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Paine said changes in sonic environments potentially could be heard years before corresponding physical changes are apparent.

“We hear things before we see them. … We hear the bird before we see it, but also actually we hear change before we see it,” he said. “Reduction in species count, we can hear that possibly a couple of years before we actually start to be able to count it in the behavior of the environment.”

With his work in the Listen(n) Project and EcoSonic Project, Paine is listening for sonic changes in environments, and hopes to see correspondence with physical changes, and while more time is needed to establish results, Paine said the results so far are promising.

The Power of Listening

Standing beneath a tree in the Desert Botanical Garden, Paine is tranquil.

“That plane is very obvious to us, right?” he asked, pointing to the sky. “The traffic on the freeway over there is also really clear, and what we can hear is that the plane masks the freeway.”

The plant life in the Desert Botanical Garden absorbs sound, Paine said, yet the reverberation from concrete can still be heard.

He talked about the difference between listening at the garden and listening in Joshua Tree before the sun rises, recounting how he lays on the earth there, completely still, completely present. With all of his attention directed toward his listening, Paine said he could hear tiny bat wings flutter, a woodpecker wake up and begin to steadily thrust its beak into wood.

“I like to say that listening makes the world remarkably richer. It really does.”

This story is part of Elemental: Covering Sustainability, a multimedia collaboration between Cronkite News, Arizona PBS, KJZZ, KPCC, Rocky Mountain PBS and PBS SoCal.

Why does Raúl Grijalva matter for public lands and the environment?

COLORADO SPRINGS, Colo. – The Trump administration and Congress have systematically dismantled many Obama-era environmental regulations. Now, Democrats finally have control of the House and the committee with the most power over public lands – the House Committee on Natural Resources. Rep. Raúl Grijalva of Arizona will be the new chairman, and he couldn’t be more different from his predecessor.

For one, Grijalva has been one of Interior Secretary Ryan Zinke’s most vocal critics. Over the past few years, he has questioned Zinke about his spending on office furniture, his approach to shrinking Bears Ears National Monument, and about whether he suppressed scientific findings he didn’t agree with.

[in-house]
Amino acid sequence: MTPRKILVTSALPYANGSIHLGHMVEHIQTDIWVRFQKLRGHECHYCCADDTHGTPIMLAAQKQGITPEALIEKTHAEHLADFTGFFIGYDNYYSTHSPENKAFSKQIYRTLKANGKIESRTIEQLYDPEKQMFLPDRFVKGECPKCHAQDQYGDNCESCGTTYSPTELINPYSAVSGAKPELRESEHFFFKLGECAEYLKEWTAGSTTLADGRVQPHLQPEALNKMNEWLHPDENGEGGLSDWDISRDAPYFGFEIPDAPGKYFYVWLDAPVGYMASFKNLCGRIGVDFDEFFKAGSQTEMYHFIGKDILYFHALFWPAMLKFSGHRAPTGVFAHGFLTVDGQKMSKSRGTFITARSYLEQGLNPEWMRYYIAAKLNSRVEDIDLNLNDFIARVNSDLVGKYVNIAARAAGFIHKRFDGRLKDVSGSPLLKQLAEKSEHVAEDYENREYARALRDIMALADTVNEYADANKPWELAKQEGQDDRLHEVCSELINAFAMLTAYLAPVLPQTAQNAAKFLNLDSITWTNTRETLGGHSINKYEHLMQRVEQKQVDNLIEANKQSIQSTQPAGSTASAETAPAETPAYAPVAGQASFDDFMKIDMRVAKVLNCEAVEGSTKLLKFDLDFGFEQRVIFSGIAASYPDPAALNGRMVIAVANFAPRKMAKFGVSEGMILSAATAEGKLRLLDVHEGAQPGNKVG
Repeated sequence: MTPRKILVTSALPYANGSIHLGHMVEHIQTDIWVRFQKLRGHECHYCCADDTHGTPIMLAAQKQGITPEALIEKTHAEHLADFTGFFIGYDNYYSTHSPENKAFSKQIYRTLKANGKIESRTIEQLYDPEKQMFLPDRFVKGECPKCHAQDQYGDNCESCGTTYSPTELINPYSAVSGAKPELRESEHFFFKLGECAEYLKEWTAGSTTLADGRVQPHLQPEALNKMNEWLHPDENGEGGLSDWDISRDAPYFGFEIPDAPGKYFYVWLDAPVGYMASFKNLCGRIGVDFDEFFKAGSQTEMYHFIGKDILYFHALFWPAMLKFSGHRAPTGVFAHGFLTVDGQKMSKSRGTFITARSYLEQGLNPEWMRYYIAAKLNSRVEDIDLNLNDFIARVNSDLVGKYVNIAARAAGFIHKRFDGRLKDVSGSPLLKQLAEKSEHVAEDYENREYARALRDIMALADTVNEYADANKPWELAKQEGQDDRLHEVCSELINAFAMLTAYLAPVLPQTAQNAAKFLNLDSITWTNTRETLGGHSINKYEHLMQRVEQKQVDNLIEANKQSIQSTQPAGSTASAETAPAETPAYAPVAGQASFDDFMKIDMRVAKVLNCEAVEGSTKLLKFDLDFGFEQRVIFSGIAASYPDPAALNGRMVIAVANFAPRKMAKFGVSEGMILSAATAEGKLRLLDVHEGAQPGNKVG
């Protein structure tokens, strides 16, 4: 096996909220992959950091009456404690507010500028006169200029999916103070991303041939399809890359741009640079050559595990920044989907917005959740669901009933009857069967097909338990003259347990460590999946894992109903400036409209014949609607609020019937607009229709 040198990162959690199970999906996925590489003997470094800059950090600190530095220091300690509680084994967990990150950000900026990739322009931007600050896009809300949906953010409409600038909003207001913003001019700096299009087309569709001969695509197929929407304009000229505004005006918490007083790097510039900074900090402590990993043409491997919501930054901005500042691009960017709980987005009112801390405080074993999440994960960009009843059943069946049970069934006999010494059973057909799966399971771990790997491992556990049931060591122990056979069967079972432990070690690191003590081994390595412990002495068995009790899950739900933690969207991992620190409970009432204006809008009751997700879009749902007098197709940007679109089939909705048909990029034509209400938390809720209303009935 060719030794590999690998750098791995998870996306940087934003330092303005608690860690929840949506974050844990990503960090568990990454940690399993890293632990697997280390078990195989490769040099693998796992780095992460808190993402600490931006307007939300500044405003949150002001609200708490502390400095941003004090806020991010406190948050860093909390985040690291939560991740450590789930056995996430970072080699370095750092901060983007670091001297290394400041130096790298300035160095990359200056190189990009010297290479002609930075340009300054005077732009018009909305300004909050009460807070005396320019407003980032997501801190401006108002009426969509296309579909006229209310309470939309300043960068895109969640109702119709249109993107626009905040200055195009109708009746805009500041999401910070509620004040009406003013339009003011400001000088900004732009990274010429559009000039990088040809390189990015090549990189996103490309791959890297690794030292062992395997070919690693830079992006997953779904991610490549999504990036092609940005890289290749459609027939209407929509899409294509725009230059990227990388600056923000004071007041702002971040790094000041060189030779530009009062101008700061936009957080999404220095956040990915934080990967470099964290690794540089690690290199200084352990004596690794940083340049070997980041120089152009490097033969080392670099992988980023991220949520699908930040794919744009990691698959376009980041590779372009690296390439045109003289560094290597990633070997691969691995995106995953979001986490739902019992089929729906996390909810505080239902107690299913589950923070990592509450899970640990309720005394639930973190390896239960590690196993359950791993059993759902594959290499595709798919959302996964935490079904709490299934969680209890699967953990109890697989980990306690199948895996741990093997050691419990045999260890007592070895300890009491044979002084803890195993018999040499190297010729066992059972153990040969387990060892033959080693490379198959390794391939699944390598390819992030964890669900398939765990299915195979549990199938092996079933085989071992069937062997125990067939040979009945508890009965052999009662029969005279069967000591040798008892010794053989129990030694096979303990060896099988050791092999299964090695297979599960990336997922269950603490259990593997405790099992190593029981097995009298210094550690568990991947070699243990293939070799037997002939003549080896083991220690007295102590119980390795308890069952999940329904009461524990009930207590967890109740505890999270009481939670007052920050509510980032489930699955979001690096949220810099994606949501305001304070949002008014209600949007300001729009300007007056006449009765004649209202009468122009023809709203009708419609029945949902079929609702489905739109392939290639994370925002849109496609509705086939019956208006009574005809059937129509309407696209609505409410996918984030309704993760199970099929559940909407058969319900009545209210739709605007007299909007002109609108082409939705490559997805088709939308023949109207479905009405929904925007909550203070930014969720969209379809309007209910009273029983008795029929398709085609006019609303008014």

Zinke is the subject of at least three ethics investigations. As chair of the House Natural Resource Committee, Grijalva now has the power to push for more transparency in those inquiries. But Zinke is just part of the problem, the Tucson Democrat said.

“I think that if he were to resign or be sent away,” Grijalva said, “the legacy of kind of turning over Interior to the fossil fuel industry and the extraction industry is not going to go away. So there’s still things to look at.”

He was one of several members of Congress who boycotted President Trump’s inauguration in 2017. But he also made headlines when he worked closely with the current chair of the House Committee on Natural Resources, Rob Bishop, R-Utah, with Bishop, the current chair of the committee, about the Land and Water Conservation Fund.

Now that he will have the formal power of leading a committee, Grijalva promises to look at environmental issues.

“What I think you can expect is a return to giving prominence to the conservation side that hasn’t been there in the last two years,” he said. “And any legislation that continues to rip away at our bedrock environmental laws, we’re not going to waste time on it.”

Grijalva said he also plans to focus on issues in Indian country, on protecting wildlife and the Endangered Species Act, preserving public lands, and the elephant in the room – climate change.

“Climate change has been scrubbed from the discussion,” Grijalva said. “Peer review has been severely handicapped. Panels of scientists have been eliminated and you don’t talk about climate change, you don’t talk about science anymore when you’re making decisions.”

He wants to change that. But Kathleen Sgamma, president of the industry group Western Energy Alliance, is not thrilled about a Democrat, specifically a politically progressive one such as Grijalva, taking the helm and, as she sees it, stirring things up.

She called Grijalva “extremely hostile to oil and natural gas development, economic development – ranching, mining, timber – any kind of development on federal lands.”

She said she’s not worried about losing too much ground, though – mainly because of partisan gridlock in Congress.

“It’s unfortunate that Congress cannot come together and find some compromises on natural resource issues,” she said, “but that’s just the nature of Washington, D.C.”

Others, though, have more faith in Grijalva’s ability to move things forward. Kieran Suckling, director of the environmental nonprofit Center for Biological Diversity in Tucson, is among them.

He argued Grijalva has “been able to broker deals Republicans both in the House and the Senate to protect the environment.”

Suckling is not a fan, however, of the current chair: “Bishop is really one of the most anti-environmental congressmen in Congress.”

Suckling sees Grijalva as an ally, and for good reason. Grijalva is on the advisory board of the Center for Biological Diversity’s Climate Law Institute and has been vocal about prioritizing the environment.